Residents of Fulton, Montgomery and Hamilton counties will haul out the shovels and snowblowers today as many localities end up with close to a foot of snow before the overnight storm ends by midmorning.
According to the National Weather Service in Albany, Fulton County is expected to get 6 to 10 inches of snow, while Caroga Lake and other parts of northern Fulton County receive 9 to 12 inches. Montgomery County is expected to get 6 to 10 inches, and up to a foot is expected to fall in southern Hamilton County.
The heaviest snowfall was to occur from 6 p.m. Saturday until about 4 a.m. today, the Weather Service reported Saturday night.
Snow falls during the start of the storm on Route 30A in Johnstown on Saturday afternoon.
The Leader-Herald/Tim Fonda
Like many others across the region, this man on East Eighth Avenue in Gloversville used a snowblower to clear snow Sunday morning after the area's first major snowstorm of the season.
The Leader-Herald/Tim Fonda
Gloversville Mayor Dayton King said his city was prepared for the storm and started salting the roads around 3:45 p.m. Saturday.
"We're on top of it," he said Saturday night. "The men and women of the [Department of Public Works] have been doing a great job today and tonight."
He advised motorists to be cautious.
"People need to ... give themselves enough time and room to stop; four-wheel drive doesn't matter in these conditions sometimes," he said.
"This is the first real snowfall of the season in the Northeast, whether you're from the area or you're from out of town visiting for Christmas, you need to take it slow," King said.
The storm is the result of two low-pressure systems, one from the Ohio Valley and the other from the eastern seaboard, according to the Weather Service. The storm was moving on to the New England coast today.
Later today, temperatures are expected to be in the mid-20s, with winds of 10 to 20 mph. Monday's temperatures will drop into the high teens, the Weather Service reported.
The storm blanketed a wide swath of the Northeast with a picturesque white layer, but it caused dangerous travel conditions and complicated shopping plans less than two weeks before Christmas.
Multiple accidents were reported on roadways throughout the Midwest and Northeast, while airports reported hundreds of cancellations.
Airlines canceled nearly 1,200 flights because of the storm, including almost 375 flights into and out of Newark, N.J., and 189 at Chicago's O'Hare airport.
"It's a pretty bad day for Newark," said Mark Duell, a spokesman for FlightAware, a website that tracks commercial airlines. More than 40 percent of Newark's 900 flights were cut, he said.
The weather contributed to four deadly crashes on Missouri roads on Friday and Saturday and drivers in states throughout the path of the storm were warned of slick road conditions from snow and ice.
Up to 14 inches of snow could fall in coastal towns in Maine.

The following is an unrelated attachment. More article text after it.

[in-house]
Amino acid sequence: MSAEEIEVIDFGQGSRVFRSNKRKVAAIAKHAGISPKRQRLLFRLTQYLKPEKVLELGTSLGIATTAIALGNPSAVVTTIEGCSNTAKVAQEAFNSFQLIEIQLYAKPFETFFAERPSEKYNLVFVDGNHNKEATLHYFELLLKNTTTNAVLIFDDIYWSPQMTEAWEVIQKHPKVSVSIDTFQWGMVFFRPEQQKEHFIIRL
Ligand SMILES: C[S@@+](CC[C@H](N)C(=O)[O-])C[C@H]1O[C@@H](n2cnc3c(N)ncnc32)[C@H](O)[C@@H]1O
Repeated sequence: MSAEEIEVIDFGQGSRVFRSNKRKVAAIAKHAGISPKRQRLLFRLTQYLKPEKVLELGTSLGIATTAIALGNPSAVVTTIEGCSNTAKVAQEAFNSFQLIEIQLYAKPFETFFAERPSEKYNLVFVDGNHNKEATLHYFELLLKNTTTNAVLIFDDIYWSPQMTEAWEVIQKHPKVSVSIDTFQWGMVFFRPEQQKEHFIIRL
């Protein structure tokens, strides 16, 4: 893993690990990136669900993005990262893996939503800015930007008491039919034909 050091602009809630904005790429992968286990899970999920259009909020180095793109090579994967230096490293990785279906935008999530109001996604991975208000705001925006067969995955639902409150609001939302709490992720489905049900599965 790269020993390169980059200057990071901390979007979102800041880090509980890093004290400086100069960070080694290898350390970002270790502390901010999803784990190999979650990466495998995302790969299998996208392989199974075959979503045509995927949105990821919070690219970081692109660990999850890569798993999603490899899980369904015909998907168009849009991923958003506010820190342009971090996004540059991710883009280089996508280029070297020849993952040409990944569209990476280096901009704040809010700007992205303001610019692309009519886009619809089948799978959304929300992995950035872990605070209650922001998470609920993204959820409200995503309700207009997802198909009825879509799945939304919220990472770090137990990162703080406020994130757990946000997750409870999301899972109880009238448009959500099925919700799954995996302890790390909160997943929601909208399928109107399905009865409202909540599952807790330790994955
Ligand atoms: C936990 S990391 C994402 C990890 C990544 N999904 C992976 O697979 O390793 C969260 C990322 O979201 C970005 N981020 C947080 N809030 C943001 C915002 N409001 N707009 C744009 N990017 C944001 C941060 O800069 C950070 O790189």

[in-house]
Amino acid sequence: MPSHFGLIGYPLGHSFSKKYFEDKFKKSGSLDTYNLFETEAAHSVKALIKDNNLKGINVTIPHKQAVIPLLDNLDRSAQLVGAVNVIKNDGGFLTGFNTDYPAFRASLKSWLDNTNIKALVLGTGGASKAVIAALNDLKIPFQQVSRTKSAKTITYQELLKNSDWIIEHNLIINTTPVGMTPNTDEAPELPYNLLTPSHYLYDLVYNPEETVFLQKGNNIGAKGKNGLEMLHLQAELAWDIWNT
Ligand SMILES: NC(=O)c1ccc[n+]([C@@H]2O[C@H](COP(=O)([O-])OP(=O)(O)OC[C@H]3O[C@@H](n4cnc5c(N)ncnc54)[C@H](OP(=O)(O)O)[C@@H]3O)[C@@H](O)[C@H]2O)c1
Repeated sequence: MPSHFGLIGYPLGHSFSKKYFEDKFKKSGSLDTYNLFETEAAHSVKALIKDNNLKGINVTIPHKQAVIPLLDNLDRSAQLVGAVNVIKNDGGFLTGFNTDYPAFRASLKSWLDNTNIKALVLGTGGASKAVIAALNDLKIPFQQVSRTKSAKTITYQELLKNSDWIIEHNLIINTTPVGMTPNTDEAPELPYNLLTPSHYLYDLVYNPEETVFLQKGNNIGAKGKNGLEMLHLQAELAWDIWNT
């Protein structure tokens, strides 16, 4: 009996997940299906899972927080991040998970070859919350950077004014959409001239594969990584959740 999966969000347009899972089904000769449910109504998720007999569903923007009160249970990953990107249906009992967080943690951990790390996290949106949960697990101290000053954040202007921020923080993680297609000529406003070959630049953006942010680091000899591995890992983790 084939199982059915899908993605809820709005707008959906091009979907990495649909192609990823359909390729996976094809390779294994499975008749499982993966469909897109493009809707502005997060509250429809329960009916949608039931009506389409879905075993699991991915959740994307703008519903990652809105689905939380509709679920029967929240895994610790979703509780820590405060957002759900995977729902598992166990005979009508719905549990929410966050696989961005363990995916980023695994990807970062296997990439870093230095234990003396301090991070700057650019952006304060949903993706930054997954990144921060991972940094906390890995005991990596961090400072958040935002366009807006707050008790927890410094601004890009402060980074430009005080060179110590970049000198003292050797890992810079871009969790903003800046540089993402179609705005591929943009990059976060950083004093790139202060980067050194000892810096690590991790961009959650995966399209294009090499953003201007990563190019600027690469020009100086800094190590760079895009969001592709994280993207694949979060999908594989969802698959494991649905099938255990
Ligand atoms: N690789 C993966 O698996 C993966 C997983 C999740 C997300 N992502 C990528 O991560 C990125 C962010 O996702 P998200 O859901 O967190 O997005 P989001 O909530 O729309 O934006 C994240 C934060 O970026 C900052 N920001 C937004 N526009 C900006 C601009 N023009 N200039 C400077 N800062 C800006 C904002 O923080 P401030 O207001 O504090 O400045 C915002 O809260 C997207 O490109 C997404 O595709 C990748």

At resorts and ski towns in northern New England, the snow was a welcome kickoff for the winter season.
"We have been watching [the forecast] since people first started talking about it on Monday or Tuesday," said Ethan Austin, spokesman for the Sugarloaf Ski Resort in Carrabassett Valley, Maine. "Right now, it's setting up pretty well for us, so we're pretty psyched."
The snow-dampened shopping weekend in mid-December was not such good news for retailers.
Kathy Grannis, a spokeswoman for the National Retail Federation, said consumers would likely take their shopping online. She said the weekend before Christmas will give retailers and shoppers another bite at the apple.
"If a big storm hits around the 21st, 22nd, it will be a completely different story," Grannis said.
The storm dropped more than 6 inches on parts of interior Pennsylvania by sundown, and speed limits were reduced on major interstates. Snow was falling at up to 2 inches per hour in northern Pennsylvania late in the afternoon, while the storm seemed to be skipping other areas entirely.
"It took a little while longer to start sticking down in the Harrisburg area," said National Weather Service meteorologist Elyse Colbert in State College. "Other parts of the state, though, it's panning out as expected."
At the Army-Navy football game in Philadelphia, accountant Kathy Porter shivered under layers of clothing in the stands, trying to keep warm amid low temperatures she doesn't get much of back home in Charlotte, N.C.
"We're just hoping for snow and not rain - I think we can handle the snow," Porter said. "I think we'll be OK. A little frozen but OK."
Colbert said snow had reached more than 3 inches in State College by dinnertime Saturday and provided a lovely winter scene.
"Unless you have to drive in it," she said.
Leader-Herald reporter Casey Croucher and The Associated?Press contributed to this report.